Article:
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Search and rescue teams busy in summer

William Ferchland, Tahoe Daily Tribune

Lucille Cuzzillo doesn’t remember much of what happened that night.

The 78-year-old became lost in rough terrain at Lake Margaret, a long stone’s throw from Kirkwood Nordic Center, just prior to sundown.

She got separated from her hiking party when her lungs couldn’t bring in enough oxygen from the high elevation air. A short-sleeved shirt and hiking shorts provided her only warmth when night time temperatures dipped to near freezing.



When El Dorado County Search and Rescue personal found her the next morning around 8 a.m., she was wet, disoriented and shivering cold.

“I just remember walking out and seeing the guy in the orange and we walked up together,” Cuzzillo said. “I don’t remember anything else.”



El Dorado County Sheriff’s Department Search and Rescue responded to eight calls in June and 10 in July. The seasoned unit of 35 volunteers and law enforcement officers expects August to keep up with those busy numbers.

Cuzzillo became lost on July 26. Since she meets two of the three requirements reserved for a high-risk search — the elderly, young and those with medical problems — a small army of human resources were called to duty.

“We searched all through the night, which is unusual and unsafe for the search members,” said Deputy Terry Fleck, a search and rescue coordinator. About 80 percent of search and rescue calls are used for people injured in the backcountry while the remaining 20 percent is used for searches, Fleck said.

The deputy said calls this summer are generally centered among three “hot-spots.” They include the popular Horsetail Falls, Lake Margaret and Desolation Wilderness in the areas of Eagle and Velma lakes and the Glen Alpine area.

For 22-years, Fleck has been involved with El Dorado County Sheriff’s Department Search and Rescue. The deputy sheriff said one or two lost hikers die each year.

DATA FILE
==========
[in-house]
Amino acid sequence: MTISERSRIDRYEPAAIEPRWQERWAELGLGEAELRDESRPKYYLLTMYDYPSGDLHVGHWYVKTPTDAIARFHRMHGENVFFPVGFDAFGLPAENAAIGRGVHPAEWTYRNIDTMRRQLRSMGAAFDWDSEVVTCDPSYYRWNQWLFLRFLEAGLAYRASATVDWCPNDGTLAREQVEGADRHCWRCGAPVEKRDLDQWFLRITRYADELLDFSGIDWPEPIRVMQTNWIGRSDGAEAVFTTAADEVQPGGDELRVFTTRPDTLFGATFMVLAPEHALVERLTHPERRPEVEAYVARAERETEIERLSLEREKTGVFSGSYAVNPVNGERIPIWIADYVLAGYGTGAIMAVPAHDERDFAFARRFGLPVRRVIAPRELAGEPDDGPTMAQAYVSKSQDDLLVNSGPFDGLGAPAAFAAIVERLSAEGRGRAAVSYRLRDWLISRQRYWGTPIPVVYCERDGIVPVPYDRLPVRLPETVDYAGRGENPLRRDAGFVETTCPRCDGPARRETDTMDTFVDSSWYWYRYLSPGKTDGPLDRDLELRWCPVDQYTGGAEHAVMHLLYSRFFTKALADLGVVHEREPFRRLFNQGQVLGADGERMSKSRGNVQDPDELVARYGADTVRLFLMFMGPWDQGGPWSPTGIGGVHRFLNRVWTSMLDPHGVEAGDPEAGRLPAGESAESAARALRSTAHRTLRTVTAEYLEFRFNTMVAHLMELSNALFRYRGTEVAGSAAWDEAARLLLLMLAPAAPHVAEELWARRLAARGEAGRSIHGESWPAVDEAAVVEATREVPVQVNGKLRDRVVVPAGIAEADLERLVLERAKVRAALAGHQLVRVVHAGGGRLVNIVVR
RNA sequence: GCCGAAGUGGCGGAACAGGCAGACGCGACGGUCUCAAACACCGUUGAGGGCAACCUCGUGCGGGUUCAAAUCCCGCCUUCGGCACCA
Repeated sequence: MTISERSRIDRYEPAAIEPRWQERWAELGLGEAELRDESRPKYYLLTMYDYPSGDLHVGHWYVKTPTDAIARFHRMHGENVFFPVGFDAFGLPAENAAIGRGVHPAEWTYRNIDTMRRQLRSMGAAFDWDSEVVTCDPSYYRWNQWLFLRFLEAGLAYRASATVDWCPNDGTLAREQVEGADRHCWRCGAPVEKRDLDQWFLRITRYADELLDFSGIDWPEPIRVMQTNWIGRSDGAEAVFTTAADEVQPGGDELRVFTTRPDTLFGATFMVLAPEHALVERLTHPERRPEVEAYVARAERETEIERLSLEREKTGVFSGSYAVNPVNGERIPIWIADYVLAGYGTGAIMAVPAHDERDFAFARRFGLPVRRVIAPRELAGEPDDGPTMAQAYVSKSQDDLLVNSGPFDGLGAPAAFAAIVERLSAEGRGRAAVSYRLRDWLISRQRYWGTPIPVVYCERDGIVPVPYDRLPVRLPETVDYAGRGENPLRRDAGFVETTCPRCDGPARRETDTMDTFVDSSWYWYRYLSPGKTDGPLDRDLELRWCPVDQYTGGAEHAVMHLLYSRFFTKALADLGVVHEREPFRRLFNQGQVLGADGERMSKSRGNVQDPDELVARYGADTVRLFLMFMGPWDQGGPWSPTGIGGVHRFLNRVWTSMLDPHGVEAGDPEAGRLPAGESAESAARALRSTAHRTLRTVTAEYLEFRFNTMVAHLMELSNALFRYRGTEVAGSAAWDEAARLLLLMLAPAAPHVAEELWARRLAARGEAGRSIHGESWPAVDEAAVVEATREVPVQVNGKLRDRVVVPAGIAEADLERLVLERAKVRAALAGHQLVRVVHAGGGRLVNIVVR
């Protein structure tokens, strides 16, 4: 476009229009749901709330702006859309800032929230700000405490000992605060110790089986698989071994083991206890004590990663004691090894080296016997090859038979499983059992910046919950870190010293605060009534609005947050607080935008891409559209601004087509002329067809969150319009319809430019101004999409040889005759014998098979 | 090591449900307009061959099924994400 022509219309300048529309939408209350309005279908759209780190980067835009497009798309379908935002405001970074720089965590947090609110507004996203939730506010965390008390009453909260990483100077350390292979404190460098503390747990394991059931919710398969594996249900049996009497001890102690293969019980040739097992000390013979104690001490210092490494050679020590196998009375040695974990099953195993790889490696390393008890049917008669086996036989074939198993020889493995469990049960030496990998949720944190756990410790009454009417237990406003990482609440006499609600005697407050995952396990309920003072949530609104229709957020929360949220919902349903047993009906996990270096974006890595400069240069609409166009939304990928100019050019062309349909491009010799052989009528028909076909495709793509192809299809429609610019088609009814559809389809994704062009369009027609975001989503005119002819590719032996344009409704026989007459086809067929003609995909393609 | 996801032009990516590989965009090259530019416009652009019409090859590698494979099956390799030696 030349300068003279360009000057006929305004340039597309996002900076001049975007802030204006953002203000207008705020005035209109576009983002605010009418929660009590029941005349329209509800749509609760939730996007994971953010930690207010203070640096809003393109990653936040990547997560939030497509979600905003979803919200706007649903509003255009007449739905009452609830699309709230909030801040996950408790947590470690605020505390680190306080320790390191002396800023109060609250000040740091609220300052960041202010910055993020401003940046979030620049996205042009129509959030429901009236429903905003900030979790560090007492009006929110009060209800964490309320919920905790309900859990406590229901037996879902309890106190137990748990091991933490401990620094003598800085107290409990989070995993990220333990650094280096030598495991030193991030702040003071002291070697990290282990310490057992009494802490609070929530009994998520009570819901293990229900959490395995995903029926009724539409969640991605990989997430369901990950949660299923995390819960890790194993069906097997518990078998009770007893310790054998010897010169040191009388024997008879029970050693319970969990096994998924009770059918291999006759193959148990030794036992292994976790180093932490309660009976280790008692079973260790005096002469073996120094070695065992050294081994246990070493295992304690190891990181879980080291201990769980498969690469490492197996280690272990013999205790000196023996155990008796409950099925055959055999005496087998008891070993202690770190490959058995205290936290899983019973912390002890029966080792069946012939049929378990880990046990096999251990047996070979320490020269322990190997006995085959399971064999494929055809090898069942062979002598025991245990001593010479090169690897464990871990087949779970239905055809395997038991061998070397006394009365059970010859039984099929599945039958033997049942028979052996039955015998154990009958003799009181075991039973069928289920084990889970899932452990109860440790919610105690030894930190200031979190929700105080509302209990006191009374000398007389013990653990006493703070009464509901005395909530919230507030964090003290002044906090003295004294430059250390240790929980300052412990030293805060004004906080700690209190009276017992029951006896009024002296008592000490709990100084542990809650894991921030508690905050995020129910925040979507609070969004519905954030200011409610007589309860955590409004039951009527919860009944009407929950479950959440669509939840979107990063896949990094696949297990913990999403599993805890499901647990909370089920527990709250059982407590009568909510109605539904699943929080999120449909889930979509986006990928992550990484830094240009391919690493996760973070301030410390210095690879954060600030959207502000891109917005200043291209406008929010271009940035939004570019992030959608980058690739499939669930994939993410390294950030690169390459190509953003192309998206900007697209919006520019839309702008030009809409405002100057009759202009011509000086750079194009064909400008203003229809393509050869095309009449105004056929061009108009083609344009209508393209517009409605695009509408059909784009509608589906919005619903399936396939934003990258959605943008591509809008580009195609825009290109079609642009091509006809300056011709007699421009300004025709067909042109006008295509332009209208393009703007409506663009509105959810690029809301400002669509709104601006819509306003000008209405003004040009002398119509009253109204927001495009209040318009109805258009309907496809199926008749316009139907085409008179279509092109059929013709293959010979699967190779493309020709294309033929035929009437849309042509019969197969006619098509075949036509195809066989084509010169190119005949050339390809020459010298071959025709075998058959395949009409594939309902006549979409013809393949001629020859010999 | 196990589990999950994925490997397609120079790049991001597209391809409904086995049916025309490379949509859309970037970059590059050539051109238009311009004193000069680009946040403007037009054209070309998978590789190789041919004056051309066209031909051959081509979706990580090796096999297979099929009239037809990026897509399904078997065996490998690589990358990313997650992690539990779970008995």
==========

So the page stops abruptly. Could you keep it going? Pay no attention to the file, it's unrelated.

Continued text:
This year there has been one death. On June 30, Mary “Grace” Miller was taking a picture on top of Horsetail Falls. The force of the water made her lose footing and she fell about 200 feet down the tides. Search and rescue was initially called off. Her body has yet to be found.

“It’s a frustrating one because it could bring closure to the family and we haven’t done that,” Fleck said.

A decade ago, search and rescue responded to a missing mentally disabled boy, Kenny Miller, who got separated from his family while hiking along Meiss Meadows near Carson Pass.

After 10 days, search crews, helicopters and sniffing dogs were called off. The boy was found several weeks later by hikers a mile away from the trail. He was confirmed dead of hypothermia after 48 hours of becoming lost.

Bob Anderson, member of the Alpine County Chamber of Commerce, is the president of the El Dorado Search and Rescue Counsel. He’s also been a volunteer for the mounted team for four years and said finding lost hikers is more difficult than people think.

“People tend to do things that cause them to get deeper in trouble,” he said. “Traditionally people go down hill. Kenny Miller went up hill. We don’t know why he did that.”

Anderson’s job as president of the council is fund raising and promotion. Service organizations are solicited for funds and rescued hikers sometimes send checks worth hundreds of dollars, Anderson said. About $3,000 to $5,000 is collected each year.

Under state law, search and rescue can only bill a non-El Dorado County resident of California. That opportunity to bill others is rare, and usually the county absorbs the costs.

The money goes into new equipment, such as ropes, radios and pagers, for volunteers.

Fleck advised hikers to carry three essentials: food, clothing and shelter. He stressed that food includes water, and clothing includes appropriate hiking footwear.

The department responded to 11 backcountry medical calls this summer, most of them caused by tennis shoes slipping on rocks and causing leg injuries, Fleck said.

If a hiker does become lost, Fleck advised the person to get in a clear area and make themselves as “large as possible.”

“The minute you become lost you should stay put,” Fleck said. “People have a tendency to get more lost when they move. Kids are taught hug a tree, that’s good (for adults too.)”


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